• Needs to be a clear separation of ‘regional issues’ and ‘local issues’. Have to identify from the start what are the regional issues that are best dealt with at a regional level through RSESs.
  • Level of time and resources put into planning at different levels – as much time could be spent on a local area plan as the NPF – what is expected of planning at different levels?

Spatial and Economic

  • Linking economic and spatial is a significant change in the RSESs compared with RPGs.
  • There is a danger of setting up a false dichotomy between ‘spatial’ and ‘economic’. All spatial planning is economic as it is concerned with the location of activity.
  • While it is important to understand the economics of production (where products and services are produced), NPF/RSESs also need to consider the economics of provision (where products and services are provided). The spatial pattern of service provision (and associated employment) is far broader and more spatially spread, than production.

Measurement

  • GDP/GVA is a problematic indicator especially at regional level. Disposable income is a better indicator and there is a narrower regional gap.  Measuring income rather than GDP/GVA shifts the debate to regional potential.
  • How do you measure regional progress? What does society consider to be ‘progress’?  What you measure is what you will get. GDP is not a perfect measure, but needs to be included as it is what the EU uses for regional funds.  But to measure success of RSESs we need to use a set of indicators including quality of life indicators.  RAs intend to use adjusted national income plus a broad set of indicators. Selecting what indicators to use to measure regional progress is the technical side of the equity/efficiency debate.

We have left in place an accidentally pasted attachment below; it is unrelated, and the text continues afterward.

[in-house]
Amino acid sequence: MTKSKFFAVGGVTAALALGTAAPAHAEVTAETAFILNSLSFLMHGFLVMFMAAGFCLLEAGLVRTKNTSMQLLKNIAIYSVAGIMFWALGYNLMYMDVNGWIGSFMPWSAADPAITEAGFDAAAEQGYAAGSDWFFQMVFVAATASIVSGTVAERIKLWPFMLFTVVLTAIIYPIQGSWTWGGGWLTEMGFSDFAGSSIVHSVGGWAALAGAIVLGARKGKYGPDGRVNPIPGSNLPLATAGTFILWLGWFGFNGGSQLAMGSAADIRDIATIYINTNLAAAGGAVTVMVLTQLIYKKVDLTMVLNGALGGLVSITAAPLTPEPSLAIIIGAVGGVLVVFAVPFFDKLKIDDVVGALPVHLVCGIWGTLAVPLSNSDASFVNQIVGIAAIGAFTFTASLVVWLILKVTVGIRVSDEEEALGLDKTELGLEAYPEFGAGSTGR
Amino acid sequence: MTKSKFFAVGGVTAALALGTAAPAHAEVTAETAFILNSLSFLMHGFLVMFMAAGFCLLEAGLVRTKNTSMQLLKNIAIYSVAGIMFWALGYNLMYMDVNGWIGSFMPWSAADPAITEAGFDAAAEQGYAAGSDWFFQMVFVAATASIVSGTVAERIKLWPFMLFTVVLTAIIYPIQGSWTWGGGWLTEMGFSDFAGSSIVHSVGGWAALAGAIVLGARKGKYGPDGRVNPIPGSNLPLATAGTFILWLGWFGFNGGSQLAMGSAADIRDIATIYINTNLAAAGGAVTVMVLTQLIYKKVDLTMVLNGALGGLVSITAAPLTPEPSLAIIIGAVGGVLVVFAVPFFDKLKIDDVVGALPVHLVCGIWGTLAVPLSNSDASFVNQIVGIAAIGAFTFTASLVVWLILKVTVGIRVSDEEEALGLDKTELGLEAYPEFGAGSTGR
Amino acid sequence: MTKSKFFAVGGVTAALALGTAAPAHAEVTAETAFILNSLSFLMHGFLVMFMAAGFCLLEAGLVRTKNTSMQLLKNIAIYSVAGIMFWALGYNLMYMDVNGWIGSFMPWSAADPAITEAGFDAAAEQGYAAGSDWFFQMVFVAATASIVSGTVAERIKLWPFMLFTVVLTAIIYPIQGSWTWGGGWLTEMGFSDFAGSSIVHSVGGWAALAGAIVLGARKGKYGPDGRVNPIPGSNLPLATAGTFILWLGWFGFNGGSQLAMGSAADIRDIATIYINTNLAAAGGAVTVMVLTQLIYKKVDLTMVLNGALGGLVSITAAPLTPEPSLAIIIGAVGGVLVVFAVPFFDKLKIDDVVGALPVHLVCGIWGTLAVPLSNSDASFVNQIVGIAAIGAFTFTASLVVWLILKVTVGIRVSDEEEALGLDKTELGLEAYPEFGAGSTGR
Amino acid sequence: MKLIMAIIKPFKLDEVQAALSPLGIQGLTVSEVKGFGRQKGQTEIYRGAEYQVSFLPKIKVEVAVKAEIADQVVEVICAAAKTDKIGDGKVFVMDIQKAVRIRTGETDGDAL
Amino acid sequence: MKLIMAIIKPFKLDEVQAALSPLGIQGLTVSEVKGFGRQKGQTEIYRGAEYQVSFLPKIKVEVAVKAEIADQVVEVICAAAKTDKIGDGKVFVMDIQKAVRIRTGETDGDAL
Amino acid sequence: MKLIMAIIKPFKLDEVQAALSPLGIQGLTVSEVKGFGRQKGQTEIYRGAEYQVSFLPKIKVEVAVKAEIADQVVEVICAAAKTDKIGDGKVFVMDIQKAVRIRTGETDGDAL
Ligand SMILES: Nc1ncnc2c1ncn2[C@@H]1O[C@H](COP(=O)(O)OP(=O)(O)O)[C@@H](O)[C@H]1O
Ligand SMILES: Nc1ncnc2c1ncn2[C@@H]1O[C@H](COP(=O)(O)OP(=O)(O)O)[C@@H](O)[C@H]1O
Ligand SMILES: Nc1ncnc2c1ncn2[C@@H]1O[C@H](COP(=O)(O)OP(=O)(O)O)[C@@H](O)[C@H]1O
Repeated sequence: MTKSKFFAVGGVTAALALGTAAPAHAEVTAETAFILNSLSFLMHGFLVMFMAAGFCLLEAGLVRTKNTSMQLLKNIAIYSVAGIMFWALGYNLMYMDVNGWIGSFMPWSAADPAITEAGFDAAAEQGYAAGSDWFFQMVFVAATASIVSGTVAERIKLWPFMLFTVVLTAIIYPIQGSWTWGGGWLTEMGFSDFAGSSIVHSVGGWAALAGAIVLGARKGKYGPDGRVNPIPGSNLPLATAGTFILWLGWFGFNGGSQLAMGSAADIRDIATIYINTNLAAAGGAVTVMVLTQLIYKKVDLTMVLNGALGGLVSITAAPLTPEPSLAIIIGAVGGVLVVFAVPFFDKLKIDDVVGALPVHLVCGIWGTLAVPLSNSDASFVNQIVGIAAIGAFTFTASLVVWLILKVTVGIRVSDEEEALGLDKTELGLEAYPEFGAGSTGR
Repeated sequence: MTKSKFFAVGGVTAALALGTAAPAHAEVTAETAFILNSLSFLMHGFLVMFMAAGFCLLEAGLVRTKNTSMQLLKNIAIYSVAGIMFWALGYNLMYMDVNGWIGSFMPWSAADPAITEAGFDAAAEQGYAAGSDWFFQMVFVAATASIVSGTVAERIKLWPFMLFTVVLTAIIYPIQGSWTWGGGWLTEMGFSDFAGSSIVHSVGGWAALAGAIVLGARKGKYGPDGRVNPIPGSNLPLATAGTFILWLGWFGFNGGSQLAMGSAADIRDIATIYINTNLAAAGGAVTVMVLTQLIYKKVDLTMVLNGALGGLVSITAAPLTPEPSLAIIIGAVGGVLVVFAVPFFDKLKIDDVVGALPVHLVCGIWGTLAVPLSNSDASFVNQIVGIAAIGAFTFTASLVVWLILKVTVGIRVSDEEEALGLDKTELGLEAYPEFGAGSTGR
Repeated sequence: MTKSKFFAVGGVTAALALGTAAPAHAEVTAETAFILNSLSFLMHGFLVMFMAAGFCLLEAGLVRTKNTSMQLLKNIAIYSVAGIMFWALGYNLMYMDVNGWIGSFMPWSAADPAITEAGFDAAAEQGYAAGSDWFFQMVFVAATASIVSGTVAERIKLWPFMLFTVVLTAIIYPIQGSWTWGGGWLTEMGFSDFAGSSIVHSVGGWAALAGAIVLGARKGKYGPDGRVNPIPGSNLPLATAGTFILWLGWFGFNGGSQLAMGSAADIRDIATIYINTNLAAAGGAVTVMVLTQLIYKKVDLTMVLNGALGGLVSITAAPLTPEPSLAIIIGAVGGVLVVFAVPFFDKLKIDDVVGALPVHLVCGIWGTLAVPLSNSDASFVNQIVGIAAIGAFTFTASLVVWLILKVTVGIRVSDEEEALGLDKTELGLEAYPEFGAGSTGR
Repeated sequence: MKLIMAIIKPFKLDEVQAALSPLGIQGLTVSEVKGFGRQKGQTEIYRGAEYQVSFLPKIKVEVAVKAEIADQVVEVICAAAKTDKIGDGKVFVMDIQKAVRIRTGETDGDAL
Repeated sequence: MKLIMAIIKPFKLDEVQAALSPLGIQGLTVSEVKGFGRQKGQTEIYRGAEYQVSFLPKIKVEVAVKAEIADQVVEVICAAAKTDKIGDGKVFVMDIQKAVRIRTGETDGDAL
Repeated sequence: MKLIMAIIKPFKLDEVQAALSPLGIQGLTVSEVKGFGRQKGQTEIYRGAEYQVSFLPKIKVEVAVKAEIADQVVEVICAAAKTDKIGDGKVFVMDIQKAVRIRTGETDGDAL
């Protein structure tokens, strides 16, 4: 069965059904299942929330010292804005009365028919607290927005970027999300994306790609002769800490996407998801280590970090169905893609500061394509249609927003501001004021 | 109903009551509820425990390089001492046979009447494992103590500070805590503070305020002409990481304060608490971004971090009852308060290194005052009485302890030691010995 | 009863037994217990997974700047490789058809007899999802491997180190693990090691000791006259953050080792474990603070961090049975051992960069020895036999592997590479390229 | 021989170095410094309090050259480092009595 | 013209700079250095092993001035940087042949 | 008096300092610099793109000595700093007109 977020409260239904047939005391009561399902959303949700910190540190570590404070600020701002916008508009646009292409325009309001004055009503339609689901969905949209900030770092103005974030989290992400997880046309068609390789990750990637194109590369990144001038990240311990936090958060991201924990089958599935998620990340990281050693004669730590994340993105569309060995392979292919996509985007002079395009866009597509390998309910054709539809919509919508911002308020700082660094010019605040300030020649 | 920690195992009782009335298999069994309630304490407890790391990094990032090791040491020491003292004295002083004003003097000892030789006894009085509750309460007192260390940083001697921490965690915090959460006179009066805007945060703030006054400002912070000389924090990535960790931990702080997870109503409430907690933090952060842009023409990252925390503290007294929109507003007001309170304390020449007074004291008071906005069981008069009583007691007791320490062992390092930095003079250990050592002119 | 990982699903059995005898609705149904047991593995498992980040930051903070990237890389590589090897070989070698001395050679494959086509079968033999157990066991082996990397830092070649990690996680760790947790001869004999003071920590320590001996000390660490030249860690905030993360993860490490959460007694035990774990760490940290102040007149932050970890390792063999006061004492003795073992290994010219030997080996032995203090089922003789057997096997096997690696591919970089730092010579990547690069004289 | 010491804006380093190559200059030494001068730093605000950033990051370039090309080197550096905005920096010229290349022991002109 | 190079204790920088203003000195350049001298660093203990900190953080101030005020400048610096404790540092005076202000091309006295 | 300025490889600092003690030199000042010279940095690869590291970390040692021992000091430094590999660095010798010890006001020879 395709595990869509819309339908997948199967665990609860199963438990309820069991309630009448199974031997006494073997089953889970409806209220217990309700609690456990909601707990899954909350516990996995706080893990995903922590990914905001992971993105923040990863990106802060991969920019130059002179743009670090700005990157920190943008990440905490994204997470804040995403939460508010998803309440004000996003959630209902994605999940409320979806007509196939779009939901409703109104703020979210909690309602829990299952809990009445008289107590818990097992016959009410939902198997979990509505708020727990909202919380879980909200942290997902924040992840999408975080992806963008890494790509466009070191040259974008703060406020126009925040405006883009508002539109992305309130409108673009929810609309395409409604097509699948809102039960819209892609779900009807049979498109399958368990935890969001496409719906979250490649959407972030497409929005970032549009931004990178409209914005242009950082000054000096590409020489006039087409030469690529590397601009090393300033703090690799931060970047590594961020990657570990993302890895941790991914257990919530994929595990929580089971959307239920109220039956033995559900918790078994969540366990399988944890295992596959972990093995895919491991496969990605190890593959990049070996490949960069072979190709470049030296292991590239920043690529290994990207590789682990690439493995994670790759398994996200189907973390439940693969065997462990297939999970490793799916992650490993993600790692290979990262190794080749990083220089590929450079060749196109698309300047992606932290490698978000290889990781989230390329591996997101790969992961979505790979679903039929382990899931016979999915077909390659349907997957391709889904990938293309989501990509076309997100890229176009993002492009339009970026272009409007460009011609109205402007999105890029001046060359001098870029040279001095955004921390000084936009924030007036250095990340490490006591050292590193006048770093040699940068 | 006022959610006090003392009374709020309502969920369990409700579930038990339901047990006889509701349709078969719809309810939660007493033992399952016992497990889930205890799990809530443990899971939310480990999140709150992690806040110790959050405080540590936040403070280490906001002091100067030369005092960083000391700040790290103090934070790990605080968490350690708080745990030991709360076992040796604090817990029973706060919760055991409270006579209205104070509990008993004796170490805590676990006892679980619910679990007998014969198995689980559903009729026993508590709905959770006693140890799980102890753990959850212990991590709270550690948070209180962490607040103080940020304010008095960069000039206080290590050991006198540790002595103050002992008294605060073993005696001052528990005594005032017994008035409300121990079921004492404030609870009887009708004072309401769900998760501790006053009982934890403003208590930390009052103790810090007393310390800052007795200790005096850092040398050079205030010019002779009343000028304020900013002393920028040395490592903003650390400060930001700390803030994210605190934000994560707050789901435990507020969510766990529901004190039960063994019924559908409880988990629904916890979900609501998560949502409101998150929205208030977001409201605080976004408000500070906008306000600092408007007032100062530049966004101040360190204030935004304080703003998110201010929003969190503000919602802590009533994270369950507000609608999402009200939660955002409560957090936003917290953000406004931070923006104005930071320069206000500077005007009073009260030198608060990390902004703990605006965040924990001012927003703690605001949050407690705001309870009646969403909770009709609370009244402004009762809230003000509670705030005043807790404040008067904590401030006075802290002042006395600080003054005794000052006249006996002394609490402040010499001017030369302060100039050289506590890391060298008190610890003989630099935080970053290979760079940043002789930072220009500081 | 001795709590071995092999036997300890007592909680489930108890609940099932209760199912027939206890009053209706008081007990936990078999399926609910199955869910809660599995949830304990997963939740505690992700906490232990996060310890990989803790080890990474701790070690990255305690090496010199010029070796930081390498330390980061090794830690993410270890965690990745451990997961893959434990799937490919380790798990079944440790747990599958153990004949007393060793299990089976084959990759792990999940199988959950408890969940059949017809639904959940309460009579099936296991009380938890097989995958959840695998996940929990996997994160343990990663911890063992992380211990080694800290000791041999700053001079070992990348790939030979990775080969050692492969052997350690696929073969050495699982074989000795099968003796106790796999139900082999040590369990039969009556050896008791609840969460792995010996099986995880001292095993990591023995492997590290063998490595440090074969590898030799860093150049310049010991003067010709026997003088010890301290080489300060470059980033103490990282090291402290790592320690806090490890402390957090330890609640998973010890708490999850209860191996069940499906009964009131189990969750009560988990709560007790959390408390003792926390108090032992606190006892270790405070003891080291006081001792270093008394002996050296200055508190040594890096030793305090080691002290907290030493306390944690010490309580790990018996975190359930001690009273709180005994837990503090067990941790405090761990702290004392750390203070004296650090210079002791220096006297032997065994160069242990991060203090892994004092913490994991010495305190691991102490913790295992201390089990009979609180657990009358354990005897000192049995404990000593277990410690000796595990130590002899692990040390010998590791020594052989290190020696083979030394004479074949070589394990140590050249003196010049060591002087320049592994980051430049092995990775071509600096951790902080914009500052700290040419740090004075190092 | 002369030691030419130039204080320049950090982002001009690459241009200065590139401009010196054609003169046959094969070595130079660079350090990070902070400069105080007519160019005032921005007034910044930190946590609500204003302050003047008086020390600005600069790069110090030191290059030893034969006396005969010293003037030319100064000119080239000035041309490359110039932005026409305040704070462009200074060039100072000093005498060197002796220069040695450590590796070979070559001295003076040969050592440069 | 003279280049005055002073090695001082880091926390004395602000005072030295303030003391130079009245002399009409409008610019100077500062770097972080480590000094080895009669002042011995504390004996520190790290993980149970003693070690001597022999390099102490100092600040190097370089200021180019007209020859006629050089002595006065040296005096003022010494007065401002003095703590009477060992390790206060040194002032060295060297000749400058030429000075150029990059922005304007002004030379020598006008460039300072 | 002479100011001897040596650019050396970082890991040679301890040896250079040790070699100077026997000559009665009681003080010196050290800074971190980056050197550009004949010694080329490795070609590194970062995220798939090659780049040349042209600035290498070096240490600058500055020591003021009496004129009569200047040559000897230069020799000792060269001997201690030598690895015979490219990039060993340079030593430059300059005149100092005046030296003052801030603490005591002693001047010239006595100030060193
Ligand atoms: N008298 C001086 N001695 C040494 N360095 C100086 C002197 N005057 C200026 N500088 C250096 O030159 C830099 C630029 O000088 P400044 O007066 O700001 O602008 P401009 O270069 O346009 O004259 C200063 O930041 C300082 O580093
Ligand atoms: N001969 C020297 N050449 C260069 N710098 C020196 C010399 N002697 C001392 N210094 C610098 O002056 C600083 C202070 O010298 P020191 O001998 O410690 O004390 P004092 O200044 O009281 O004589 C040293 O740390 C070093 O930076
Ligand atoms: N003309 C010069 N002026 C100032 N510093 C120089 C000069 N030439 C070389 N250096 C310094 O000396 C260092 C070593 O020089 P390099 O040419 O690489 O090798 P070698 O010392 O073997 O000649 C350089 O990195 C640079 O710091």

• Demographic and Econometric Modelling work being undertaken for NPF will be at national, regional and county level. Will be fundamental to drafting NPF and RSESs.
  • How well is the current evidence base collection resourced? A lot of issues/background papers prepared for NSS.

Implementation

  • Often argued that plans are left on a shelf but need to ask the question, why would anyone (a policymaker) take a plan off the shelf? 1) if they are legally required to; 2) if it is useful to them.  Effectiveness of any spatial plan is down to decisions taken by other policymakers.  This will only happen if the plan is useful to them.  RSESs should provide a strategy to make the case for investment to policymakers.